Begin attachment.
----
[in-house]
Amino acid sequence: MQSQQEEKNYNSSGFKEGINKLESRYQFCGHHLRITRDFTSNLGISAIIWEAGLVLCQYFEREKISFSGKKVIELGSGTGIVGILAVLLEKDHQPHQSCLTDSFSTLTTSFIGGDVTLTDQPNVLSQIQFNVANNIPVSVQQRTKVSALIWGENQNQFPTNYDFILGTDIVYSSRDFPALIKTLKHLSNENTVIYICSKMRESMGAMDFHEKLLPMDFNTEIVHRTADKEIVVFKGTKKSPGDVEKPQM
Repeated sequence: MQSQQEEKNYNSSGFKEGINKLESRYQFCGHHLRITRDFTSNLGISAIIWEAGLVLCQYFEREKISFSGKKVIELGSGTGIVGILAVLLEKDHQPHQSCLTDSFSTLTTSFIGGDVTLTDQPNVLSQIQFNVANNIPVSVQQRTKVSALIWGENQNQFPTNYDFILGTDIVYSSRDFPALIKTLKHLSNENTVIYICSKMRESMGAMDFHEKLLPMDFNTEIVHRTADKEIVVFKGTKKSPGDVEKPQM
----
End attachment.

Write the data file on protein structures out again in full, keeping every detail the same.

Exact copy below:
[in-house]
Amino acid sequence: MQSQQEEKNYNSSGFKEGINKLESRYQFCGHHLRITRDFTSNLGISAIIWEAGLVLCQYFEREKISFSGKKVIELGSGTGIVGILAVLLEKDHQPHQSCLTDSFSTLTTSFIGGDVTLTDQPNVLSQIQFNVANNIPVSVQQRTKVSALIWGENQNQFPTNYDFILGTDIVYSSRDFPALIKTLKHLSNENTVIYICSKMRESMGAMDFHEKLLPMDFNTEIVHRTADKEIVVFKGTKKSPGDVEKPQM
Repeated sequence: MQSQQEEKNYNSSGFKEGINKLESRYQFCGHHLRITRDFTSNLGISAIIWEAGLVLCQYFEREKISFSGKKVIELGSGTGIVGILAVLLEKDHQPHQSCLTDSFSTLTTSFIGGDVTLTDQPNVLSQIQFNVANNIPVSVQQRTKVSALIWGENQNQFPTNYDFILGTDIVYSSRDFPALIKTLKHLSNENTVIYICSKMRESMGAMDFHEKLLPMDFNTEIVHRTADKEIVVFKGTKKSPGDVEKPQM